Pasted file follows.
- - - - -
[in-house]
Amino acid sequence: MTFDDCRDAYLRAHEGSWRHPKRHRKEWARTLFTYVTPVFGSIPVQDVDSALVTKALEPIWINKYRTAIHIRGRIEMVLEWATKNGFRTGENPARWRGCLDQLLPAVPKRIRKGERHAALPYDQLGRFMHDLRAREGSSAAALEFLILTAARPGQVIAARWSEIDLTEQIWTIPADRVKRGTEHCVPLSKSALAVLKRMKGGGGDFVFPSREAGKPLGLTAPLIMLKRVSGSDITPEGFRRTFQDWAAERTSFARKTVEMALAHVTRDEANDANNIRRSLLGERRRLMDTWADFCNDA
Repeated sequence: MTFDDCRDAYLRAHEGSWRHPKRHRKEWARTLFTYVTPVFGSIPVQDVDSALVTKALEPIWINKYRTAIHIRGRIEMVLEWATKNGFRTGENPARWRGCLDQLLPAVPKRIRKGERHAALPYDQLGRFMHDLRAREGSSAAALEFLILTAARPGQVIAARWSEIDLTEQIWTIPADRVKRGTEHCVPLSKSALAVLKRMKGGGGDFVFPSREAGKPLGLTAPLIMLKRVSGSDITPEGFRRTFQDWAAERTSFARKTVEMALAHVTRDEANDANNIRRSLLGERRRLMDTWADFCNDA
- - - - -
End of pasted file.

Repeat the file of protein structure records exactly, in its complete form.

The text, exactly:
[in-house]
Amino acid sequence: MTFDDCRDAYLRAHEGSWRHPKRHRKEWARTLFTYVTPVFGSIPVQDVDSALVTKALEPIWINKYRTAIHIRGRIEMVLEWATKNGFRTGENPARWRGCLDQLLPAVPKRIRKGERHAALPYDQLGRFMHDLRAREGSSAAALEFLILTAARPGQVIAARWSEIDLTEQIWTIPADRVKRGTEHCVPLSKSALAVLKRMKGGGGDFVFPSREAGKPLGLTAPLIMLKRVSGSDITPEGFRRTFQDWAAERTSFARKTVEMALAHVTRDEANDANNIRRSLLGERRRLMDTWADFCNDA
Repeated sequence: MTFDDCRDAYLRAHEGSWRHPKRHRKEWARTLFTYVTPVFGSIPVQDVDSALVTKALEPIWINKYRTAIHIRGRIEMVLEWATKNGFRTGENPARWRGCLDQLLPAVPKRIRKGERHAALPYDQLGRFMHDLRAREGSSAAALEFLILTAARPGQVIAARWSEIDLTEQIWTIPADRVKRGTEHCVPLSKSALAVLKRMKGGGGDFVFPSREAGKPLGLTAPLIMLKRVSGSDITPEGFRRTFQDWAAERTSFARKTVEMALAHVTRDEANDANNIRRSLLGERRRLMDTWADFCNDA